After World War I there was a slow but steady decline in Frieseke's popularity.  In spite of continuing awards and the acquisition of his paintings by a number of museums, diminishing sales and negative reviews reflected a change in tastes.  Critics saw his work as outmoded and overly conservative and Frieseke as a painter of pretty women.  It was also during this time that the mood of his paintings became more contemplative, his colours more sombre, and his compositions more static.  His style was becoming less  French-Impressionist and moving more towards realism.

Frieseke said that "I never compose a picture before Nature, but I paint what I see that is interesting, and which appeals to me at that moment.  I put down whatever I see before me.  I avoid being conventional as much as possible, for most picture making is conventional.  I never change the drawing of a tree, or leave out a bed of flowers.  I may not see them, if they do not add to the beauty of the whole." However, his family remembered his wife editing his paintings by removing things from the top of bureaus and tables, which she did not want seen.

Frieseke died August 24, 1939 in Normandy and was buried at Mesnil-sur-Blangy in France.

This is part 1 of a four-part post on the works of Frederick Carl Frieseke:

1898 Horse in a Field watercolour 25.4 x 35.6 cm

1898-99c Paris, Pont Neuf with Barges watercolour 26.7 x 29.2 cm

1899 Misty Morning on the Seine watercolour 21.3 x 30.2 cm

1900-01c Dutch Landscape watercolour 21.6 x 29.8 cm

1900-01c People in the Park oil on panel 17.8 x 22.9 cm

1900c Man Ploughing watercolour 21 x 29.2 cm

1900c Montparnasse Landscape watercolour 30.5 x 20.3 cm

1901 Brittany Landscape oil on canvas 45.7 x 61 cm

1901 Hélène oil on canvas 65.1 x 81.3 cm

1901 Landscape, Le Pouldu, Brittany watercolour 55.9 x 45.7 cm

1901 Luxembourg Gardens oil on canvas 25.7 x 32 cm

1901-02c Study of the Nude in an Interior oil on canvas 73.7 x 91.4 cm

1901c Mist watercolour 30.5 x 40.6 cm

1902 Lady in Pink oil on board 46.3 x 38 cm

1902-03c Woman before a Mirror oil on canvas 81.3 x 65.4 cm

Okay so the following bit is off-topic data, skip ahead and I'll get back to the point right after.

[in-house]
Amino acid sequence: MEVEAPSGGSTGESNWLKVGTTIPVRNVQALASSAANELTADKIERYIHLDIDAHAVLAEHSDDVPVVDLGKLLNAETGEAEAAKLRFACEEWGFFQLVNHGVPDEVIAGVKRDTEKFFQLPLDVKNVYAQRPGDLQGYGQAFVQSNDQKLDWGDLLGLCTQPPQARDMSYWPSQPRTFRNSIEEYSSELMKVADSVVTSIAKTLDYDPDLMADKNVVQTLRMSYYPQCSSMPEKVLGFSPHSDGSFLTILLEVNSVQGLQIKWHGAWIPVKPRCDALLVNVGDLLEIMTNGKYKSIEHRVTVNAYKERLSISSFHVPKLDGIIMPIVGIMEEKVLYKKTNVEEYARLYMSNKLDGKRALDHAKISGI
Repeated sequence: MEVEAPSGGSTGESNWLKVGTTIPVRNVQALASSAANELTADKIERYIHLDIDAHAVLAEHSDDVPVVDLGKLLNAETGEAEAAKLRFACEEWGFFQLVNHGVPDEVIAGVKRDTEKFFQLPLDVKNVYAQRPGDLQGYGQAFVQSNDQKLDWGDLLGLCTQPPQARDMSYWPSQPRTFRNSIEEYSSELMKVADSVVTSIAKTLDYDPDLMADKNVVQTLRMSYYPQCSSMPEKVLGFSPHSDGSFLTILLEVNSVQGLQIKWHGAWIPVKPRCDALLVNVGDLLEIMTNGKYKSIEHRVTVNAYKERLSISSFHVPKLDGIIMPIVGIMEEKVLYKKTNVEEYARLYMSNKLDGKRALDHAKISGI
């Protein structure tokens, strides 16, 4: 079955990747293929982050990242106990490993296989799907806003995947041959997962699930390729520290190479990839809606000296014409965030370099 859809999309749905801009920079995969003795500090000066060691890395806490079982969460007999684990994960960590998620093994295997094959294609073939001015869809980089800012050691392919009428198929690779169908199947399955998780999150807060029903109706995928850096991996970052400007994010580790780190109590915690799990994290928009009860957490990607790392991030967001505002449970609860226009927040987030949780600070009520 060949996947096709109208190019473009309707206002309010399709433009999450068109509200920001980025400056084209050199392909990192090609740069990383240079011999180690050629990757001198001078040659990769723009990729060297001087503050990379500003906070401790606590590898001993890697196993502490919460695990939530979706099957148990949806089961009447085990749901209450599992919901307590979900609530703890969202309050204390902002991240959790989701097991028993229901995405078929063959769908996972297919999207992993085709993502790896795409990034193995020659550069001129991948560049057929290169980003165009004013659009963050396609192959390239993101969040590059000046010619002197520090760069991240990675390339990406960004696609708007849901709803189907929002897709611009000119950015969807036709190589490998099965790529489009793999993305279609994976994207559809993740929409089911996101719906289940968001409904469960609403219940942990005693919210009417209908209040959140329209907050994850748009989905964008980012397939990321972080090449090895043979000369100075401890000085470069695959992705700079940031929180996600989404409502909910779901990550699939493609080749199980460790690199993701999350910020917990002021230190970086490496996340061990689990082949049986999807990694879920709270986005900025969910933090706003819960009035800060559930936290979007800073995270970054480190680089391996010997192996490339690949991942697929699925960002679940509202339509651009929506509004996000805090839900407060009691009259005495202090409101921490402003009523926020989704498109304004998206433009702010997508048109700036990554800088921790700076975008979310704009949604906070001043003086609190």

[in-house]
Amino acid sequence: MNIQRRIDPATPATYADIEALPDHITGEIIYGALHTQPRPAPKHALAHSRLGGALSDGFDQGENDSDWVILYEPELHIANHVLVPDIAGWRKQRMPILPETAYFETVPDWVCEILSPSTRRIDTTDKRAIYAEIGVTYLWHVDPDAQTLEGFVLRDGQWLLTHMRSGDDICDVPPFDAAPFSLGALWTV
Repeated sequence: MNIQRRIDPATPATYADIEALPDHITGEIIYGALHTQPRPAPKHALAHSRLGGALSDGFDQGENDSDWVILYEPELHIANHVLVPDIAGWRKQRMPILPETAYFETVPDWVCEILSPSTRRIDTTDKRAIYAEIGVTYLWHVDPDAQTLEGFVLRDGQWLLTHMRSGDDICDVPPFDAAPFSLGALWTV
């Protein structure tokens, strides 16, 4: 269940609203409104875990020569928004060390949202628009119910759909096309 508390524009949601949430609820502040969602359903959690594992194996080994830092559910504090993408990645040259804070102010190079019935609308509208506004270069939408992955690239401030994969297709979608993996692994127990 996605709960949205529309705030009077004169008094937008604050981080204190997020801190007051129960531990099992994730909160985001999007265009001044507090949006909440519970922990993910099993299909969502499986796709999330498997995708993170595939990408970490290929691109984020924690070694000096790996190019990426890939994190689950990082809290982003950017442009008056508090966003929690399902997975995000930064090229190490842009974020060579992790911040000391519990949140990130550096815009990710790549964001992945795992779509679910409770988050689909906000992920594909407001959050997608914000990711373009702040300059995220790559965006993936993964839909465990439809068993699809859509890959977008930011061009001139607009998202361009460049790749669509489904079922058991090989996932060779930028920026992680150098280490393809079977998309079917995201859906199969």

1902c The Yellow Tulip oil on canvas 81.3 x 63.5 cm

1903 Before the Mirror oil on canvas 92.7 x 65.1 cm

1903 Girl in Pink oil on canvas 81.3 x 66 cm

1903 Medora Clark at the Clark Apartment, Paris oil on canvas 81.3 x 64.8 cm

1903 Sleep oil on canvas 88.9 x 114.3 cm

1903-04c Girl Reading oil on canvas 81.3 x 65.4 cm

1904 Ballerina oil on canvas 146 x 97.2 cm

1904 Tea in the Garden oil on canvas 58.7 x 68.9 cm

1904 The Balcony oil on canvas 50.8 x 61 cm

1904 The Green Sash oil on canvas 116.8 x 81.3 cm

1904-07 Woman with a Flower Basket oil on canvas 149.2 x 121 cm

1904c Nasturtiums oil on canvas 81.3 x 66 cm

1905c Lady with a Parasol oil on canvas 81.9 x 64.8 cm

1906 Rest oil on canvas 127 x 177.8 cm

1906-09c Under the Willows oil on canvas

1906c Lunch in Bed oil on wood 40.6 x 50.8 cm

1907-14c The Parasol oil on canvas 82.5 x 82.5 cm

1907c Portrait of Madame Gely oil on board 50.8 x 61 cm

1908 Lady with Parasol oil on canvas 64.8 x 81.3 cm

1908 Reflections oil on canvas 81.3 x 66 cm

1908 Through the Vines oil on canvas 81.3 x 81.3 cm

1908-09c Late October oil on canvas 65.4 x 81.3 cm

1908-09c The Judas Tree oil on canvas 81.3 x 64.8 cm

1908c Grey Day on the River oil on canvas 66 x 81.3 cm

1908c The Japanese Parasol oil on canvas 81.3 x 64.8 cm


1909 Nude Seated at her Dressing Table oil on canvas 162.2 x 131.1 cm

1909 Reflections oil on canvas 81.3 x 68.9 cm

1909-10c On the River oil on canvas 66 x 81.3 cm

1909 Lady Trying On a Hat oil on canvas 162.6 x 129.5 cm

1910 Afternoon - Yellow Room oil on canvas 92.7 x 94 cm

1910 Lady with the Sunshade oil on canvas 81.3 x 81.3 cm

1910-12c In the Garden, Giverny oil on canvas 81.3 x 81.3 cm